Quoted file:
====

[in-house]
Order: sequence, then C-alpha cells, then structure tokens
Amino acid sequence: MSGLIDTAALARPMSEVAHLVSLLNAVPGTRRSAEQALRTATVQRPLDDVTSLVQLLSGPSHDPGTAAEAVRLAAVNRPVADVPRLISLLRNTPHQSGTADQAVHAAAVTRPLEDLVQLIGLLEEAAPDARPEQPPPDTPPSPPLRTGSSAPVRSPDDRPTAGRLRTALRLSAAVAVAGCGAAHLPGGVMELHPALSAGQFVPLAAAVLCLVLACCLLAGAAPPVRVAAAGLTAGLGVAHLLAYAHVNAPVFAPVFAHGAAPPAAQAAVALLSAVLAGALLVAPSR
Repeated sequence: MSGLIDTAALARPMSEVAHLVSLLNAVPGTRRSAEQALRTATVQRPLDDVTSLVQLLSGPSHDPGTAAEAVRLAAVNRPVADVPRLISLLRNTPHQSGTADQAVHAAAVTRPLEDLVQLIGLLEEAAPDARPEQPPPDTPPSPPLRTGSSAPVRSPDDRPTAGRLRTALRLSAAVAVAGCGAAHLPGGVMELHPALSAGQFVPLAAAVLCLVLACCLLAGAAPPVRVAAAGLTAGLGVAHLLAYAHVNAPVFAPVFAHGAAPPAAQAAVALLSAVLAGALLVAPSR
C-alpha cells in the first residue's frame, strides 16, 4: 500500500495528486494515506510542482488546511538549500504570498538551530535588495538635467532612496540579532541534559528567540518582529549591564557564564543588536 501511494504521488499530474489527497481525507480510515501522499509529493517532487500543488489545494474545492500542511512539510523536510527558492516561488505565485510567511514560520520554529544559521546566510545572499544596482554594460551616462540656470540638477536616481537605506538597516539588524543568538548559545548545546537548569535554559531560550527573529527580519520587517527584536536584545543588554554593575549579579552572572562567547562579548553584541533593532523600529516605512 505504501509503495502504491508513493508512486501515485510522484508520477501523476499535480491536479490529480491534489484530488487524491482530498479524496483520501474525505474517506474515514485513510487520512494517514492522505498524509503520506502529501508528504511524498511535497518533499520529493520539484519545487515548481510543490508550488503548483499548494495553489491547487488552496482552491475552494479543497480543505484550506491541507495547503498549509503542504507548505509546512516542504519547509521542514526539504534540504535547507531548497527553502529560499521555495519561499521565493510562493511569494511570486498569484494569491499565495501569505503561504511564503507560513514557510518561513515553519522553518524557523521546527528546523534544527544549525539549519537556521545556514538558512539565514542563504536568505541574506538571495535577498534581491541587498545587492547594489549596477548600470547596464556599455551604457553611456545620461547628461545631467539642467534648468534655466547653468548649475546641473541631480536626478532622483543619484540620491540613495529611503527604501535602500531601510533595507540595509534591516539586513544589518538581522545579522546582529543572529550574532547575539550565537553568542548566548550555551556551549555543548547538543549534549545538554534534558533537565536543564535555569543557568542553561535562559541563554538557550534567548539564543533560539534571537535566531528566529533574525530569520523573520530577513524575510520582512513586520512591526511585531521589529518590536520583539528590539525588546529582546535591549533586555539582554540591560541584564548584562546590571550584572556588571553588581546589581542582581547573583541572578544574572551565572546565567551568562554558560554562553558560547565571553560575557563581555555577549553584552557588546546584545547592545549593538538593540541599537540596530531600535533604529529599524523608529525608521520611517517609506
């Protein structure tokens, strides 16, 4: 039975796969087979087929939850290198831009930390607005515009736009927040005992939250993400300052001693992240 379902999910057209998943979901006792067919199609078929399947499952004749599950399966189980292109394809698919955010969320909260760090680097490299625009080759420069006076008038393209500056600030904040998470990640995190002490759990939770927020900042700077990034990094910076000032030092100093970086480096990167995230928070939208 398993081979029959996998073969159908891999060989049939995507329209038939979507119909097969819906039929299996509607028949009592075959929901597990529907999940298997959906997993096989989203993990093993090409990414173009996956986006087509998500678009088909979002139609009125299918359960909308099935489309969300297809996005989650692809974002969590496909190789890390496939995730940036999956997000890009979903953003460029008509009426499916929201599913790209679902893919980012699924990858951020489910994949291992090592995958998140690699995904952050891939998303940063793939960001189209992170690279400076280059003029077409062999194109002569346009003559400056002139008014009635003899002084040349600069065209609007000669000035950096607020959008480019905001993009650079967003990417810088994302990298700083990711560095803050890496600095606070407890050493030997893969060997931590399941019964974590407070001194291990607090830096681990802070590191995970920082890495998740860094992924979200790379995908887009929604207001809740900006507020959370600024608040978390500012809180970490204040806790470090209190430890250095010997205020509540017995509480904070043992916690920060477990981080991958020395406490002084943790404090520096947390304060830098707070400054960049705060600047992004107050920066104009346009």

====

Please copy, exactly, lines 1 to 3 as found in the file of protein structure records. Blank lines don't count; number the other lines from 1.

[in-house]
Order: sequence, then C-alpha cells, then structure tokens
Amino acid sequence: MSGLIDTAALARPMSEVAHLVSLLNAVPGTRRSAEQALRTATVQRPLDDVTSLVQLLSGPSHDPGTAAEAVRLAAVNRPVADVPRLISLLRNTPHQSGTADQAVHAAAVTRPLEDLVQLIGLLEEAAPDARPEQPPPDTPPSPPLRTGSSAPVRSPDDRPTAGRLRTALRLSAAVAVAGCGAAHLPGGVMELHPALSAGQFVPLAAAVLCLVLACCLLAGAAPPVRVAAAGLTAGLGVAHLLAYAHVNAPVFAPVFAHGAAPPAAQAAVALLSAVLAGALLVAPSR